Feel that breeze today?
Wind power is a big deal across the globe in this 21st Century. All across the landscape, giant wind mills are popping up, towering above farms and fields with large blades turning with each gust.
The power of the wind flows through the turbines and becomes electric power that brings to life anything that needs to be plugged in … including the computer I am using at this very moment.
We know so much about wind power today … but still, we don’t know where the wind comes from or why it moves a certain way. Oh sure, scientifically we can explain the occurrence – it involves cold air and hot air and certain molecules – but that doesn’t mean we really know.
After all, wind is more than just cool summer breezes, cold winter blasts, hurricanes and tornadoes. It is also present when we open a bottle of Coke, peer inside a warm oven or simply exhale a breath of air.
This all comes to mind as we ponder today’s liturgical readings for Monday of the Second Week of Easter, which challenge us to consider the workings of the Holy Spirit moving like the wind among us in very powerful but mysterious ways.
In our first reading from the Acts of the Apostles – the book that describes the events that took place after the Resurrection of Jesus – we are dropped into the scene of the Apostles who had just been released from custody. They are free, but have been threatened to stop their silly preaching or face consequences.
In that room, as they gather in a circle, they pray as a group and invoke the power of the Holy Spirit, which had been promised to them to be their guiding force. And while in this prayer, the gusts of the spirit are felt.
“Lord, take note of their threats, and enable your servants to speak your word with all boldness, as you stretch forth your hand to heal, and signs and wonders are done through the name of your holy servant Jesus.
“As they prayed, the place where they were gathered shook, and they were all filled with the Holy Spirit and continued to speak the word of God with boldness.”
This spirit should be very familiar to us, as it was to them.
God blew into the nostrils of man to form life in Genesis. He sent the four winds to bring the rattling bones in the Book of Ezekiel to life. Those winds whipped across a dividing sea to save Moses and the enslaved Hebrews. And in a few weeks, we will celebrate the blast of spiritual breeze that lit tongues of flame at Pentecost, the beginning of our Church.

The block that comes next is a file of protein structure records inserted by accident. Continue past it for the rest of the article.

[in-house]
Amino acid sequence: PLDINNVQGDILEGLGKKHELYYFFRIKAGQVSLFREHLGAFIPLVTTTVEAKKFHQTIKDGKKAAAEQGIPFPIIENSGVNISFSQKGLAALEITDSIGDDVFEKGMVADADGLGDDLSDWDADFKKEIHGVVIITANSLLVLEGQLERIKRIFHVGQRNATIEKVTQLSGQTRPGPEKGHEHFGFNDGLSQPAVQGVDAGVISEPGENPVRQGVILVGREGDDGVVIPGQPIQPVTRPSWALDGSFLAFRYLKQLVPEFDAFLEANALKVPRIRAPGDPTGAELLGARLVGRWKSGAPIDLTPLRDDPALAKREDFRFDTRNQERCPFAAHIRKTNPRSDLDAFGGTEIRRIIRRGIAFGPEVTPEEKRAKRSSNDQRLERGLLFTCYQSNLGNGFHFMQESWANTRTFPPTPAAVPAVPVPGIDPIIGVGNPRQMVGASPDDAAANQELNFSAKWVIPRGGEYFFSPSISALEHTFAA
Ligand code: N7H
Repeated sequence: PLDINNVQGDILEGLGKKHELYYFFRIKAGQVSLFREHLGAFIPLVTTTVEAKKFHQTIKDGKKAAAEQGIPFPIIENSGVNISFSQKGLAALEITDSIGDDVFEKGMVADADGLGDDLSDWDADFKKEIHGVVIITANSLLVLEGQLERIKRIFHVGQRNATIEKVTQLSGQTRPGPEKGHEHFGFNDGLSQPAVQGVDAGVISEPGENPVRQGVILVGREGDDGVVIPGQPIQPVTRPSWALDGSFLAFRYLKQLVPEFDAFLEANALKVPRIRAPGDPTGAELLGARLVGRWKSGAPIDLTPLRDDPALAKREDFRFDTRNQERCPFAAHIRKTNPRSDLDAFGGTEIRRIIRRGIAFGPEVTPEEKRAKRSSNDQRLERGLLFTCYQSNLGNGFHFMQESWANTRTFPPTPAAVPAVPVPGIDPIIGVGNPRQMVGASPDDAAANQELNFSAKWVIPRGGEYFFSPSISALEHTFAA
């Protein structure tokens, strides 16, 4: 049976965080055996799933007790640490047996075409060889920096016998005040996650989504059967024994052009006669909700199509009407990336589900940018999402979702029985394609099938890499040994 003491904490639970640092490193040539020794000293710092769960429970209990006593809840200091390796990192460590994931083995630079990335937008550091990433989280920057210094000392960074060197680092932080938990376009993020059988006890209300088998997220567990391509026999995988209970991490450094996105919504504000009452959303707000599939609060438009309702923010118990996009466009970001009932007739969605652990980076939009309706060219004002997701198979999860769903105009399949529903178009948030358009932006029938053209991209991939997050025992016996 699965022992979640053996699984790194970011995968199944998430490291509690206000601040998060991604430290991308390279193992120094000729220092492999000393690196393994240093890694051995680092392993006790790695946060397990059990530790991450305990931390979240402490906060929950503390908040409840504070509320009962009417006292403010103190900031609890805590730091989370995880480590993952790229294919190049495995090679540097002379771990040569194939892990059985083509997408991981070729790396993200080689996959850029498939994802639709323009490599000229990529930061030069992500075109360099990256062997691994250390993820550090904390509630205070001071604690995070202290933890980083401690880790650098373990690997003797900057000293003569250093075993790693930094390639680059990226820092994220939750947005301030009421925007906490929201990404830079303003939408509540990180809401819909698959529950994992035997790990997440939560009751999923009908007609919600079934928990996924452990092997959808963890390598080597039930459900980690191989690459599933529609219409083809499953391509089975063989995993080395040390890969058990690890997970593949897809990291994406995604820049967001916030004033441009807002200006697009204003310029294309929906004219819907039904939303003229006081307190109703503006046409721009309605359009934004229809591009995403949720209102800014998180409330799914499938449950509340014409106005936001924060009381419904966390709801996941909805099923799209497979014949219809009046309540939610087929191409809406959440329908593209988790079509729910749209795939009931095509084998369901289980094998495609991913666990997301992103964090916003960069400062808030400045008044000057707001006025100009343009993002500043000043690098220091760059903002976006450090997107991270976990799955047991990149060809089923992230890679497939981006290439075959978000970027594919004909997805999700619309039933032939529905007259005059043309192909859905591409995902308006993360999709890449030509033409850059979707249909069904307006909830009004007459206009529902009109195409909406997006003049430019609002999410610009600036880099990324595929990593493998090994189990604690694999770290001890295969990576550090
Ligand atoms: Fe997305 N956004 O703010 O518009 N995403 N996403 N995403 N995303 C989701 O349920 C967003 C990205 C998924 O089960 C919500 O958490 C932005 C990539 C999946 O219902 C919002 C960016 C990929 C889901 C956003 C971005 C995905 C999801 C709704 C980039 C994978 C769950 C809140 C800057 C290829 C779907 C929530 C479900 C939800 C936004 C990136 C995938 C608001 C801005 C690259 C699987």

Like the Apostles we pray to the Spirit. We are empowered by its presence. We are in awe of its work.
But we are puzzled by its origin and the way in which it moves.
So, too, was Nicodemus in our Gospel reading today. He questions the way Jesus speaks of being “born again,” choosing to take an extreme view in his query.
“Nicodemus said to him, “How can a man once grown old be born again? Surely he cannot reenter his mother’s womb and be born again, can he?
“Jesus answered, “Amen, amen, I say to you, unless one is born of water and Spirit he cannot enter the Kingdom of God. What is born of flesh is flesh and what is born of spirit is spirit. Do not be amazed that I told you, ‘You must be born from above.’
“The wind blows where it wills, and you can hear the sound it makes, but you do not know where it comes from or where it goes; so it is with everyone who is born of the Spirit.”
Nicodemus was having a hard time understanding how all this works. Jesus tells him not to even try.
We also have a hard time understanding the ways of the winds today.
The Spirit is moving … no question. But why does it seem to blow in one direction today, and then the opposite direction tomorrow? Why does it appear to bring joy and happiness on a Tuesday, but death and sorrow on a Friday?
Jesus’s message today seems to be connected to an Old Testament reading out of Ecclesiastes, a book that strives to get to the heart of the big questions in life, namely the value of human life and our pursuit of the truth behind the mysterious ways of the Lord.
In Chapter 11, verses 4-6, the author Qoheleth teaches that we should not waste our time and energy.
“One who pays heed to the wind will not sow, and one who watches the clouds will never reap. Just as you know not how the breath of life fashions the human frame in the mother’s womb, so you know not the work of God which he is accomplishing in the universe.”
In other words, we should recognize and embrace the workings of the Spirit in our world today, but we should not waste our time trying to figure out why God does what God does.
As the Apostles came to realize, there is a bigger picture here. We are human and we cannot see it in the same way God sees it.
However, if we open our hearts and souls to the breezes of the Holy Spirit, then our actions will be less about ourselves and our own desires and more in tune with what God has planned.
And so we pray …
“Come Holy Spirit, fill the hearts of your faithful and kindle in them the fire of your love. Send forth your Spirit and they shall be created. And You shall renew the face of the earth. O, God, who by the light of the Holy Spirit, did instruct the hearts of the faithful, grant that by the same Holy Spirit we may be truly wise and ever enjoy His consolations, Through Christ Our Lord, Amen.”